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Warning: This is a long post. But it was a long story.

My mother is mad at me. I forgot to pay my grandfather’s car insurance and the policy lapsed. So after I endured a lecture about how if anything happened to that car, we’d be shit out of luck (paraphrased), I promised her I would take care of it.

The only problem was, I couldn’t find the bill. I had it. I called the guy around Thanksgiving. But then I got sick. And then I got sick again. And then I got busy. And then I forgot. Somewhere in that process, I lost the bill. And then I couldn’t remember which company it was with. So I had to call my mother. Again.

She couldn’t remember, either, but she has a better excuse than I do. MoC told me to go to her apartment and find my grandfather’s checkbook. The name would be there. Apparently, he wrote everything down. I didn’t know you were supposed to do that! So that was another day wasted and another trip to her apartment the next day. I got the goods – it was Shelter. Now I just needed the agent’s name.

You might suggest that I could have called the main number and asked for the agent’s name. My question to you would be, “Have you met me?” I talked to the agent, remember? His name was Steve. Probably. My mother told me where the office was located and I looked it up to get the address. I drove past it, turned around, went by it again, turned back around … nothing.

Then I saw a State Farm office with the name STEVE in big bold letters. That was it! It was State Farm, not Shelter. I went in and told my story. Gee, my mom had a stroke and she asked me to take care of this and I talked to you around Thanksgiving, but now I can’t find the bill. He was incredibly nice and looked it up for me. Um, no. My grandfather was not his client, but he was unable to access other agents’ client base. So he called the main office and … my grandfather was not a State Farm client.


But he was really nice and looked up the Shelter guys in the area. One was Steve … and of course, that was it! So I drove there, walked in, told my story and … nope. This Steve has never had my grandfather as a client. But wait, he called the other guy, whose name was Jeff. And Jeff was the man! Jeff, Steve, they sound alike. Since it was about 5 minutes to closing time, he asked Jeff to wait for me.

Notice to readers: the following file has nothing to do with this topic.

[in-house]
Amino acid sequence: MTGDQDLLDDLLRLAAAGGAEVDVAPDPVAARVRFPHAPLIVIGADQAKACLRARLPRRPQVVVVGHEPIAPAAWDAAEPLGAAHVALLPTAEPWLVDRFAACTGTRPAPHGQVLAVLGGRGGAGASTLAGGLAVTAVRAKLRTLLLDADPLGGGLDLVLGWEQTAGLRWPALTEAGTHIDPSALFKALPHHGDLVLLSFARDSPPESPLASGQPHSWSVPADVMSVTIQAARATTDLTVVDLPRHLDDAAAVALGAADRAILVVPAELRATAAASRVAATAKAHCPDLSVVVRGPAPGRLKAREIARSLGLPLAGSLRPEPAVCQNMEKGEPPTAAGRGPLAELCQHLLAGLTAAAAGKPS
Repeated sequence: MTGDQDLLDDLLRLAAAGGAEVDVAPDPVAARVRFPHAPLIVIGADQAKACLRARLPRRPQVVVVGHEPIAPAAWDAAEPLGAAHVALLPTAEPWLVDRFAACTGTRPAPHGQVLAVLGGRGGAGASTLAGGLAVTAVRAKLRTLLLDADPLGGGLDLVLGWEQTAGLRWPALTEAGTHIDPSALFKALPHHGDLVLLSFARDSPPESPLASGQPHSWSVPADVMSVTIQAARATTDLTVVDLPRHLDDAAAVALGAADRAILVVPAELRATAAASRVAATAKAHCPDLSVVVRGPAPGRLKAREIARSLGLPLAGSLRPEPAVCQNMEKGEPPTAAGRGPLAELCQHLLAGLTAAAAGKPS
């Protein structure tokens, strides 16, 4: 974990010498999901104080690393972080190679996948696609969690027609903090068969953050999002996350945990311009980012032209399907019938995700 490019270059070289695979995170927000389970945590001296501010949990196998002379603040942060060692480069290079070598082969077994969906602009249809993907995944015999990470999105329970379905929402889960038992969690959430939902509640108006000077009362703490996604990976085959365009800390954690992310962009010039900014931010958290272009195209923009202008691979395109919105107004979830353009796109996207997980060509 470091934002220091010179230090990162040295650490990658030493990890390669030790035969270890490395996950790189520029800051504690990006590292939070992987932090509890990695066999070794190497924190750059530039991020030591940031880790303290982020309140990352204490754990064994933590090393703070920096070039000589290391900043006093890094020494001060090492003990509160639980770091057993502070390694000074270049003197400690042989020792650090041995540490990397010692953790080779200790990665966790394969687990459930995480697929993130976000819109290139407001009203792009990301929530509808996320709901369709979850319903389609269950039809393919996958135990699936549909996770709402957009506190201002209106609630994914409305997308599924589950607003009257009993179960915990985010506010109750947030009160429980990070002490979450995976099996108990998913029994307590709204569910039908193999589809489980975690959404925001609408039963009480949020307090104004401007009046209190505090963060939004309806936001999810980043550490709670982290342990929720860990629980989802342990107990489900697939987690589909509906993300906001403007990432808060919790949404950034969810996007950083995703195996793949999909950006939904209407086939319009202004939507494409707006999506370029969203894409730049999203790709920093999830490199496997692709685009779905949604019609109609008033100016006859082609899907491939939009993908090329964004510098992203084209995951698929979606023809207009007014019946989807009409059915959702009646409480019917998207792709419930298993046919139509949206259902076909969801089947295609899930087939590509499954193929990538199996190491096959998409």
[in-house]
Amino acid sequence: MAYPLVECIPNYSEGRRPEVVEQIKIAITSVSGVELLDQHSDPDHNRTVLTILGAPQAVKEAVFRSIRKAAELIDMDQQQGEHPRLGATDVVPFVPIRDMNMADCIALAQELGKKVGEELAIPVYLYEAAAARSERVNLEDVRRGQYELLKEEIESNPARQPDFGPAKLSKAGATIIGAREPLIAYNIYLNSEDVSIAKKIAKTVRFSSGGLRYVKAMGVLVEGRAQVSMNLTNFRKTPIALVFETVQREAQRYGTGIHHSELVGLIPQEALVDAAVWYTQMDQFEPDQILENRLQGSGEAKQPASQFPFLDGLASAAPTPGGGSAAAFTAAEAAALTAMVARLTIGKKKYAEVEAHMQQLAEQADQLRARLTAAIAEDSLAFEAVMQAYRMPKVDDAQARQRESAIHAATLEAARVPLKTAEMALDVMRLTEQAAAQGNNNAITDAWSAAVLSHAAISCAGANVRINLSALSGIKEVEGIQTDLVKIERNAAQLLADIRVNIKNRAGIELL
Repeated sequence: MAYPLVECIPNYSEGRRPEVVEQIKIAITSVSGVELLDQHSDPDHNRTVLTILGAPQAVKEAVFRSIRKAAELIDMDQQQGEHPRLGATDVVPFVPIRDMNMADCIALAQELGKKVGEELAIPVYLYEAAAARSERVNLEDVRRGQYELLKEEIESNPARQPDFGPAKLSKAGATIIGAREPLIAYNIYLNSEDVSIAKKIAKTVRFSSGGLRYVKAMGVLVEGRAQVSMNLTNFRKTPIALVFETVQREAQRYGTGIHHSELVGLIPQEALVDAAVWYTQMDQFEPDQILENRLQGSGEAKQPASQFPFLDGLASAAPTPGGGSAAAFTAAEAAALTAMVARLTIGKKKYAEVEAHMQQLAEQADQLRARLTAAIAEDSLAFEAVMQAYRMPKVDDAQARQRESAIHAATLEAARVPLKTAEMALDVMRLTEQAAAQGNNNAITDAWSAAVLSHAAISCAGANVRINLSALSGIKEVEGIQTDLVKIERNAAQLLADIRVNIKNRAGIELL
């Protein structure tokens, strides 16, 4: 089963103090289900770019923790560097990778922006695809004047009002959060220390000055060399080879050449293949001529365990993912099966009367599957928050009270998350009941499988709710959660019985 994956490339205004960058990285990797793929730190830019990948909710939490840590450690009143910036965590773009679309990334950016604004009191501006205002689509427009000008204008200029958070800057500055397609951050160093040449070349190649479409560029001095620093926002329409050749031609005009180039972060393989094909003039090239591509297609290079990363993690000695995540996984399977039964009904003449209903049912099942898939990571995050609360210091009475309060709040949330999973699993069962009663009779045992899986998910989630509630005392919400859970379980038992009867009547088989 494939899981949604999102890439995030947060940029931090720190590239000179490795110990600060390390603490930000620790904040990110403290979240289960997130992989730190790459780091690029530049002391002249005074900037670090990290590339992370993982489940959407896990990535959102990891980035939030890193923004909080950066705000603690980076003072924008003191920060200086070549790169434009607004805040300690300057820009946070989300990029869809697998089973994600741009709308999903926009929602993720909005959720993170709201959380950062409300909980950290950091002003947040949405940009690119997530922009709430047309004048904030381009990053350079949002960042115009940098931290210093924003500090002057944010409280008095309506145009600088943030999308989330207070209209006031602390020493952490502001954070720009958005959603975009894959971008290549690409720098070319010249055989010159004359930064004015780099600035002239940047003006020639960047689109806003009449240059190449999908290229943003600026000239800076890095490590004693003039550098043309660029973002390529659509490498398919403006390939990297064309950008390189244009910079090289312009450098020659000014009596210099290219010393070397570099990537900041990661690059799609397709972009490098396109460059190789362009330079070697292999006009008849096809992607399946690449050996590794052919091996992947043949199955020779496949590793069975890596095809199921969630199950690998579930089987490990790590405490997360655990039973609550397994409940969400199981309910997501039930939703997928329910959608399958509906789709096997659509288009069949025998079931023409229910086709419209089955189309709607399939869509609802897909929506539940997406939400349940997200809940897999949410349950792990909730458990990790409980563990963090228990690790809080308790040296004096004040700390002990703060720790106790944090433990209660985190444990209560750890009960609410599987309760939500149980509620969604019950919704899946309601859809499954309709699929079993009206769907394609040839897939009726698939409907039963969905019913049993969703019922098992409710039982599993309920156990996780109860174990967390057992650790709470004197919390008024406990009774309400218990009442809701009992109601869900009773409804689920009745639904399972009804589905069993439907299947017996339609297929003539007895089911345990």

By this time, I was hungry and the town I was in (which is about 10 miles from where I live) has a fantastic bar-b-que restaurant. I had to rush to get to Jeff’s office, but I didn’t think it was very far and planned to grab a sandwich on my way back.

Are you tired yet? Because this ain’t over, baby.

Only, it wasn’t a few streets over. It was more like seven miles away. Jeff had moved his office, from where I could stop and get a bar-b-que sandwich to another place that was nowhere near it. I drove like a maniac, flew through the door and Jeff was still there. Thank God. I explained the situation AGAIN and said that my grandfather didn’t drive (I didn’t mention that the reason is because he’s dead) but my mother wanted the car  insured. Jeff powered up his little laptop … and told me the policy had lapsed and he had to write a new policy. All he would need is my grandfather’s social security number and driver’s license number. Oh, noes! He told me I could call him the next day with the information.